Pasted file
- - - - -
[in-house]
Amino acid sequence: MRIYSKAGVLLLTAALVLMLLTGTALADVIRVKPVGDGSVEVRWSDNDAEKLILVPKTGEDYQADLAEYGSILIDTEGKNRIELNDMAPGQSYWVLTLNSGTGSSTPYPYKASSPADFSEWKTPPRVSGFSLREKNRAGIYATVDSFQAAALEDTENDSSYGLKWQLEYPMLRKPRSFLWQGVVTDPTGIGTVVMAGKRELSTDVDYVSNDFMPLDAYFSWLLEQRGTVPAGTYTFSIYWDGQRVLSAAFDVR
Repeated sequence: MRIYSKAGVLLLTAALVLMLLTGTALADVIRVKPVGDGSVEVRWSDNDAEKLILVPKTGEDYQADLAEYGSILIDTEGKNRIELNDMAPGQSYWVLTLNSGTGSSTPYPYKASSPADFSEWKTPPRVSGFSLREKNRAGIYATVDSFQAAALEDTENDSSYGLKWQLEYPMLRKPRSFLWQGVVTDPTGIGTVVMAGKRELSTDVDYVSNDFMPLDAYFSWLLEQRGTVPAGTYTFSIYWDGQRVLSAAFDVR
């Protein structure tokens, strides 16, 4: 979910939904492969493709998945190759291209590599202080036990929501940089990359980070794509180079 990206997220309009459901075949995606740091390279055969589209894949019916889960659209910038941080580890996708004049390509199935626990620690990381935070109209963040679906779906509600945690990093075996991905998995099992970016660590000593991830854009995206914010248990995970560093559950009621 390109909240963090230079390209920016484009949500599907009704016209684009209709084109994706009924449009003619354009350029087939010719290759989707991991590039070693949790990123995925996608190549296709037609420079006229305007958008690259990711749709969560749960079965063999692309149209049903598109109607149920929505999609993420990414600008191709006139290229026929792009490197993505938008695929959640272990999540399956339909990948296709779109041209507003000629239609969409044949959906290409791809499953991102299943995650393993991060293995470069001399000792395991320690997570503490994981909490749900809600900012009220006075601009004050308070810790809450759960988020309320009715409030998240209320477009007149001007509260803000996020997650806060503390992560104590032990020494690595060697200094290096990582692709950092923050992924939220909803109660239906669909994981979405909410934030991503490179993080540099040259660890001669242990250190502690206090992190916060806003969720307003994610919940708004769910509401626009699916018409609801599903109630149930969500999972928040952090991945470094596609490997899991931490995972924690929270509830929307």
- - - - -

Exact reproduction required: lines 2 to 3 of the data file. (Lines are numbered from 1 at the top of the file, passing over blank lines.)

Amino acid sequence: MRIYSKAGVLLLTAALVLMLLTGTALADVIRVKPVGDGSVEVRWSDNDAEKLILVPKTGEDYQADLAEYGSILIDTEGKNRIELNDMAPGQSYWVLTLNSGTGSSTPYPYKASSPADFSEWKTPPRVSGFSLREKNRAGIYATVDSFQAAALEDTENDSSYGLKWQLEYPMLRKPRSFLWQGVVTDPTGIGTVVMAGKRELSTDVDYVSNDFMPLDAYFSWLLEQRGTVPAGTYTFSIYWDGQRVLSAAFDVR
Repeated sequence: MRIYSKAGVLLLTAALVLMLLTGTALADVIRVKPVGDGSVEVRWSDNDAEKLILVPKTGEDYQADLAEYGSILIDTEGKNRIELNDMAPGQSYWVLTLNSGTGSSTPYPYKASSPADFSEWKTPPRVSGFSLREKNRAGIYATVDSFQAAALEDTENDSSYGLKWQLEYPMLRKPRSFLWQGVVTDPTGIGTVVMAGKRELSTDVDYVSNDFMPLDAYFSWLLEQRGTVPAGTYTFSIYWDGQRVLSAAFDVR